Academic Success Tip - Save Time for Proofreading

Legal writing requires diligent editing and careful proofreading.  For any writing project, be sure to reserve time for these important skills.  Set your paper aside for a few hours or for a day and review it with fresh eyes to omit unnecessary words, to revise for clarity, and to correct spelling, punctuation or grammatical errors.   

Academic Success Tip - Campus Health Services

As a law student, you may take advantage of the services offered through the Belknap Campus Health Center.  Campus Health provides confidential, affordable, and student-focused medical, mental, and health education services to all students in the university community.  For example, Campus Health Services provides confidential psychiatric services at no-charge to any student for a variety of mental health issues including:

• New or existing depression or other mood problems
• Panic attacks or other forms of anxiety
• Eating disorders
• Sleep problems
• Difficulty concentrating
• Feeling totally "stressed out" or overwhelmed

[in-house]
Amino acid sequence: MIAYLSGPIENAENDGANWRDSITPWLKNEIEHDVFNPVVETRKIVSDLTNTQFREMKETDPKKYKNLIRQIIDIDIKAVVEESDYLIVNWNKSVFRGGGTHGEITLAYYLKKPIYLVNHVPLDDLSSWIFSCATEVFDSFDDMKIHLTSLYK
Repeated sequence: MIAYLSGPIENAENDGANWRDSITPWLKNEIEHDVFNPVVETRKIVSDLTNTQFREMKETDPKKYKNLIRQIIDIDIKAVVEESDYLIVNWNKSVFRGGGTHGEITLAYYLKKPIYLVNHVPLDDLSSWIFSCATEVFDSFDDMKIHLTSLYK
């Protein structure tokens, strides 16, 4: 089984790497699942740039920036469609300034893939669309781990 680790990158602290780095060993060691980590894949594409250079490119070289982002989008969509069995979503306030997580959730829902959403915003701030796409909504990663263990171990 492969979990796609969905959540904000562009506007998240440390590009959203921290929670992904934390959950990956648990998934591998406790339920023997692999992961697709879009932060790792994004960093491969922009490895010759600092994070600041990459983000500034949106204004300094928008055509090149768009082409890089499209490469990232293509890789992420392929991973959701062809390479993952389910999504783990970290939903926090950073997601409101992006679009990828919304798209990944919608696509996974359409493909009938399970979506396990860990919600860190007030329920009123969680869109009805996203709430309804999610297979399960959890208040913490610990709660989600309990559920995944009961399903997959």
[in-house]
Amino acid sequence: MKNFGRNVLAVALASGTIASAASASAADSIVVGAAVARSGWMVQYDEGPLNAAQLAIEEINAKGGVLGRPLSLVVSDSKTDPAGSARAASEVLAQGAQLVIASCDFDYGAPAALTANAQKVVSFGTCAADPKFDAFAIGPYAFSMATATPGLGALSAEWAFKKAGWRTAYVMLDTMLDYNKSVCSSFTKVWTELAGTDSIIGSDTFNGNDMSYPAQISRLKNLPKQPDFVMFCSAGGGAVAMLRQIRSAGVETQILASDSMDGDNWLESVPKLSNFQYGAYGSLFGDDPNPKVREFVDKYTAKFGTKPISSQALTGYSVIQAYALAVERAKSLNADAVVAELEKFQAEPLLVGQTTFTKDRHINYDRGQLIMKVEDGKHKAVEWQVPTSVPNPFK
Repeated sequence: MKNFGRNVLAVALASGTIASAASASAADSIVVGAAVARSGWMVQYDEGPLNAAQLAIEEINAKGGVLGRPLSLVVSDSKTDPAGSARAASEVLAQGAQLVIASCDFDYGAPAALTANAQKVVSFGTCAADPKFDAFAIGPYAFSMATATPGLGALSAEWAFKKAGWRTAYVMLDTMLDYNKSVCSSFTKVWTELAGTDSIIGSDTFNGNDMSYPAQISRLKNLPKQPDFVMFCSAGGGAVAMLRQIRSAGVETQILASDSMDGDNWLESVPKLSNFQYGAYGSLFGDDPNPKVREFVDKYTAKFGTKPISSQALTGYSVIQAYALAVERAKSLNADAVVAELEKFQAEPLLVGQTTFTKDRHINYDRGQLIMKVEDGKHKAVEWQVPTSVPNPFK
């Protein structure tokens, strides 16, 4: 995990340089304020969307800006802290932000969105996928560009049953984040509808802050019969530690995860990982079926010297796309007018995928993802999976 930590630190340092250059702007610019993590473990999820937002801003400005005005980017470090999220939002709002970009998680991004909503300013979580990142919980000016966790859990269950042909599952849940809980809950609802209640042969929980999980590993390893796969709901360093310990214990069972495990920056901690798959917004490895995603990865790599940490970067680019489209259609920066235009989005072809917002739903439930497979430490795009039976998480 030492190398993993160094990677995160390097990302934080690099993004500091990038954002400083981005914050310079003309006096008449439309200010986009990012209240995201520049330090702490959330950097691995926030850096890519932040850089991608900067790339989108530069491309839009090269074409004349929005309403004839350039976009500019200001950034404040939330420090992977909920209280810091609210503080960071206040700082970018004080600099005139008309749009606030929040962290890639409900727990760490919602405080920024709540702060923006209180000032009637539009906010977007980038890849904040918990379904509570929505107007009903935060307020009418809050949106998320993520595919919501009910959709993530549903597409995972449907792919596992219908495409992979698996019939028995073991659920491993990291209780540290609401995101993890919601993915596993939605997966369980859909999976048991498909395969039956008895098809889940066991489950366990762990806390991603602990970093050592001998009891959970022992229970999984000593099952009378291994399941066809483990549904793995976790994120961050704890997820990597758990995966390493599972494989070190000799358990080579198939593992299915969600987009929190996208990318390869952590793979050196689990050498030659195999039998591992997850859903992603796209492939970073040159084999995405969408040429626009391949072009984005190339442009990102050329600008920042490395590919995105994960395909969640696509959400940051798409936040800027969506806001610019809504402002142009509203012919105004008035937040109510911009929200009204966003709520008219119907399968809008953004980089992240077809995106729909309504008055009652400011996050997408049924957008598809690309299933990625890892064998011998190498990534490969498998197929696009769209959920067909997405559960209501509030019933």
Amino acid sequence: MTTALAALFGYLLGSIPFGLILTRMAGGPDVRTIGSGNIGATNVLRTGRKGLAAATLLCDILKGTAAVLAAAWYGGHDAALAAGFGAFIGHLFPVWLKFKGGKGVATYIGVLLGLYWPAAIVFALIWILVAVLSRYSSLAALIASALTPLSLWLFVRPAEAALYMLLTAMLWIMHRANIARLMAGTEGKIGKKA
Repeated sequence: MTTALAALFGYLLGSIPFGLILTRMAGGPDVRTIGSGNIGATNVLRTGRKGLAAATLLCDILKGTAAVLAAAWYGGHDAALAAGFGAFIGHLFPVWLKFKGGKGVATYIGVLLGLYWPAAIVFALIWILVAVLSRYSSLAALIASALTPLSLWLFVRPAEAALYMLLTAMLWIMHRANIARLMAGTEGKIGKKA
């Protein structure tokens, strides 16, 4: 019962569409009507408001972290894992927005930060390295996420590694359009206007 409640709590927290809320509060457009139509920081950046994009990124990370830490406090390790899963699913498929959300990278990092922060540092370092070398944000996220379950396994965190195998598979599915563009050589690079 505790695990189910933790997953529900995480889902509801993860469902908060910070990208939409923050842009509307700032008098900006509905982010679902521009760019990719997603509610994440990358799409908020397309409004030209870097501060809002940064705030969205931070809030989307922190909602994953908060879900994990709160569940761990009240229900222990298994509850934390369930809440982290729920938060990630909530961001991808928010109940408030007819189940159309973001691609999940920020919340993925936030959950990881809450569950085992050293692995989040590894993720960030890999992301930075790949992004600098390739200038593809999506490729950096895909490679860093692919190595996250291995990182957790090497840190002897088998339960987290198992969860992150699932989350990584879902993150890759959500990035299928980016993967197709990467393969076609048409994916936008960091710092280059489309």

• Problems with alcohol or drugs

Other campus health services include counseling, primary care, personal nutrition counseling and self-management support, prescription assistance, and Yoga and Pilates classes.  To learn more about the services you can take advantage of this semester and throughout the school year, visit the Campus Health website at https://louisville.edu/campushealth/. 

Spring 2011 Exam in Prof. Mackey's Legal History Class

Professor Mackey's Legal History class in Spring 2011 (LAW 838, meeting Mondays and Wednesdays, 7:25 to 8:40 p.m.) will have a final exam on Wednesday, May 4, at 6:00 p.m.  This will appear information will also appear in the registration packet.  Please note that Professor Metzmeier's Legal History class in Spring 2011 (LAW 838, meeting Mondays and Wednesdays, 9:00 to 10:15 a.m.) will NOT have a final exam.